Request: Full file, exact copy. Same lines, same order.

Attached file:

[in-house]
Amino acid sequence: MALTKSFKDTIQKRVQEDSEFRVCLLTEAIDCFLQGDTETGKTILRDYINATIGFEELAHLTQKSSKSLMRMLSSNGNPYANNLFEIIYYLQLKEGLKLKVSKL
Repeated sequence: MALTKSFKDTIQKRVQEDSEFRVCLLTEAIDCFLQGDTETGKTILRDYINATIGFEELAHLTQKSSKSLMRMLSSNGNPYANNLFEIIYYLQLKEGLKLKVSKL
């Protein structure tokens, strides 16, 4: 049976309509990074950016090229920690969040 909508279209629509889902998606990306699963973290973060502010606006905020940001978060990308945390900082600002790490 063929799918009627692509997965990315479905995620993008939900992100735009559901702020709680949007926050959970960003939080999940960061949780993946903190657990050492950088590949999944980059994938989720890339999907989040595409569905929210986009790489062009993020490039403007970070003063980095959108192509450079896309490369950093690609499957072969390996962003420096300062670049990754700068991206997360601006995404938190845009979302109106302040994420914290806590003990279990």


[in-house]
Amino acid sequence: MALTKSFKDTIQKRVQEDSEFRVCLLTEAIDCFLQGDTETGKTILRDYINATIGFEELAHLTQKSSKSLMRMLSSNGNPYANNLFEIIYYLQLKEGLKLKVSKL
Repeated sequence: MALTKSFKDTIQKRVQEDSEFRVCLLTEAIDCFLQGDTETGKTILRDYINATIGFEELAHLTQKSSKSLMRMLSSNGNPYANNLFEIIYYLQLKEGLKLKVSKL
């Protein structure tokens, strides 16, 4: 049976309509990074950016090229920690969040 909508279209629509889902998606990306699963973290973060502010606006905020940001978060990308945390900082600002790490 063929799918009627692509997965990315479905995620993008939900992100735009559901702020709680949007926050959970960003939080999940960061949780993946903190657990050492950088590949999944980059994938989720890339999907989040595409569905929210986009790489062009993020490039403007970070003063980095959108192509450079896309490369950093690609499957072969390996962003420096300062670049990754700068991206997360601006995404938190845009979302109106302040994420914290806590003990279990």